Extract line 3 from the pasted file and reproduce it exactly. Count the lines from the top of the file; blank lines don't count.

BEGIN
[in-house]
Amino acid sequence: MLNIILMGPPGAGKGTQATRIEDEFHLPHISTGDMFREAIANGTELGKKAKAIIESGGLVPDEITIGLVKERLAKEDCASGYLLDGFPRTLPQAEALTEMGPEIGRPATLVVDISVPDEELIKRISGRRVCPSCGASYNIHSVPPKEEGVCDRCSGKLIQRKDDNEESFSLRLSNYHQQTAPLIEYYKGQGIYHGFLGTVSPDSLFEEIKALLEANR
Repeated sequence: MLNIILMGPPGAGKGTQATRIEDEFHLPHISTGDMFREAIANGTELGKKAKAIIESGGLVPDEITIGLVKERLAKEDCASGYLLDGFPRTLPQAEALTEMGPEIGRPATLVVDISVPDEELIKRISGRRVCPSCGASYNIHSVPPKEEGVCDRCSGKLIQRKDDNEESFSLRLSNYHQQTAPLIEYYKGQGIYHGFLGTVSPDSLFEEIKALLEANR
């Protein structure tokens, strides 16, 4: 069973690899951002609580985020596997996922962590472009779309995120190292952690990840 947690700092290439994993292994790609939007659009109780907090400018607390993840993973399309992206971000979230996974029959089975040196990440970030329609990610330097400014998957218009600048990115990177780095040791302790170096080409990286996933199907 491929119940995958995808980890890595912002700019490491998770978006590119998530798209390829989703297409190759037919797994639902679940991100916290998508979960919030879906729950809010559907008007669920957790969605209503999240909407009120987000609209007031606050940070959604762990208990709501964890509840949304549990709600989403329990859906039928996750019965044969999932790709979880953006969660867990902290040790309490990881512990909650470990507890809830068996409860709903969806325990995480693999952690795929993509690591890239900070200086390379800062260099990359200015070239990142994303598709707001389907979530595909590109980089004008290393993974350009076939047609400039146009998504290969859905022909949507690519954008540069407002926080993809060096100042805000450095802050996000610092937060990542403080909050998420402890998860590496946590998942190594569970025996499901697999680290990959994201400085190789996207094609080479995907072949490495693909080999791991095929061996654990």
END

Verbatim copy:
Repeated sequence: MLNIILMGPPGAGKGTQATRIEDEFHLPHISTGDMFREAIANGTELGKKAKAIIESGGLVPDEITIGLVKERLAKEDCASGYLLDGFPRTLPQAEALTEMGPEIGRPATLVVDISVPDEELIKRISGRRVCPSCGASYNIHSVPPKEEGVCDRCSGKLIQRKDDNEESFSLRLSNYHQQTAPLIEYYKGQGIYHGFLGTVSPDSLFEEIKALLEANR